Huskie community rallies in wake of tornado

An NIU football player helps with the recovery in Fairdale.
An NIU football player helps with the recovery in Fairdale.

The April 9 tornado that ripped through the towns of Fairdale and Rochelle passed less than a half-hour away from the Northern Illinois University campus.

In the weeks following the devastation, it’s not surprising that members of the Huskie community have moved forward together to aid in the recovery effort.

“NIU staff and students have been volunteering their time to collect donations, providing food, transportation and health care resources, as well as working at the tornado impacted sites since volunteer operations opened up,” said Jennifer Groce, director of community affairs for NIU Division of Outreach, Engagement and Regional Development.

According to AmeriCorps, who is coordinating the volunteers for the relief efforts, NIU volunteers are part of the more than 2,500 volunteers from throughout the state and across the country who have helped in the immediate recovery in Fairdale.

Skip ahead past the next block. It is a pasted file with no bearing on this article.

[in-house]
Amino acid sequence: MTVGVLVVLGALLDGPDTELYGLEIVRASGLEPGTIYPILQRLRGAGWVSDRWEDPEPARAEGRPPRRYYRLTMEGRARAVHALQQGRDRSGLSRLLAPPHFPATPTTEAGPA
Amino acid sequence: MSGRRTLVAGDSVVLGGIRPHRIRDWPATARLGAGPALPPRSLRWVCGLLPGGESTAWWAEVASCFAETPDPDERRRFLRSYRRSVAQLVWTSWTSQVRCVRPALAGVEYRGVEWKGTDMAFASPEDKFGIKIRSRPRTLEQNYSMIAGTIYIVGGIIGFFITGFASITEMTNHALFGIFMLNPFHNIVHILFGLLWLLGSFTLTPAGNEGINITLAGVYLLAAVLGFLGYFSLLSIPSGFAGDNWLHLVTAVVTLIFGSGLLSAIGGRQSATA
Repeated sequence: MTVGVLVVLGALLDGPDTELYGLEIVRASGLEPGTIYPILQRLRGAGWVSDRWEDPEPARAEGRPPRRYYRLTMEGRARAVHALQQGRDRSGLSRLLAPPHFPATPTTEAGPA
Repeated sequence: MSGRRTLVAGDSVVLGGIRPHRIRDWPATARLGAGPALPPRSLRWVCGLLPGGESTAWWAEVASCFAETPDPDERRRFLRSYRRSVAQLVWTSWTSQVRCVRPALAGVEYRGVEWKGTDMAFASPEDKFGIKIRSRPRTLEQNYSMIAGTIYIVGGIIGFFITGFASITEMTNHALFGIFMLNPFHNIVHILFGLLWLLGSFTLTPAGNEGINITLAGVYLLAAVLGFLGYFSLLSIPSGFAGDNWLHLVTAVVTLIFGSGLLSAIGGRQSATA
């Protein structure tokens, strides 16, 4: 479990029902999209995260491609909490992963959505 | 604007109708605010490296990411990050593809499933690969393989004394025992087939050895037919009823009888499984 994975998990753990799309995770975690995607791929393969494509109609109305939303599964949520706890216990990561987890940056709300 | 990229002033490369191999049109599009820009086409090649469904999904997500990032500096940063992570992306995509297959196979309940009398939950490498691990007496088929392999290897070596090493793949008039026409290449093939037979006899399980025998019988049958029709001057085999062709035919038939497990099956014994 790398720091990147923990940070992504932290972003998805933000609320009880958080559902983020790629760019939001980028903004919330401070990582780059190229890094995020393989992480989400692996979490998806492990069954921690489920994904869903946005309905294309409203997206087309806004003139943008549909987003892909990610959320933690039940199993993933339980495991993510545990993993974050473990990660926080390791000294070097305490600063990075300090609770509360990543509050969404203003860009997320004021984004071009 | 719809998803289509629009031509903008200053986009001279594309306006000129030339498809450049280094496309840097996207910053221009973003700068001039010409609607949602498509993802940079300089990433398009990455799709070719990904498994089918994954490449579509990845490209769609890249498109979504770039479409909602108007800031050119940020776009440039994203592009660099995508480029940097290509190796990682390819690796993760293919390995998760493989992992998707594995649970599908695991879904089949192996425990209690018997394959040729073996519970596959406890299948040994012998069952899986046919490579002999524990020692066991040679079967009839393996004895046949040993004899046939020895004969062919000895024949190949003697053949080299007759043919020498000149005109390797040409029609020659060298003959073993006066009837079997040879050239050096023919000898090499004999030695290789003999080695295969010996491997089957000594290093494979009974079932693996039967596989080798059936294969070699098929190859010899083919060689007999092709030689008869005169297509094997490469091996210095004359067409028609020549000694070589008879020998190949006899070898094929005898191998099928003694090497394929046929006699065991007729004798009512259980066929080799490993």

“These are our neighbors,” Groce said. “We are going to help; we’re all Huskies.”

Groce said that AmeriCorps reached out to NIU last week requesting a large scale volunteer cleanup effort.

Huskies responded in force.

More than 80 players and coaches from NIU’s football team used their brawn Saturday, April 18, to clear yards and move piles of debris in the parts of Fairdale that were hardest hit by the tornado. Other departments, including Marketing and Communications, Student Involvement and Leadership Development, Community Affairs, Transportation, NIU Police and Housing and Dining helped to facilitate volunteers for cleanup efforts Sunday.

Although inclement weather forecasts prompted AmeriCorps to halt the efforts set for Sunday, the work is not complete. There is an immediate need for additional volunteers through Friday, April 24, to remove debris. Groups from NIU are encouraged to register to volunteer at villageofkirkland.com

“NIU is committed to being a resource to the community of Fairdale – and Rochelle – for the long term recovery effort, and we are making ourselves available to both communities,” Groce said.

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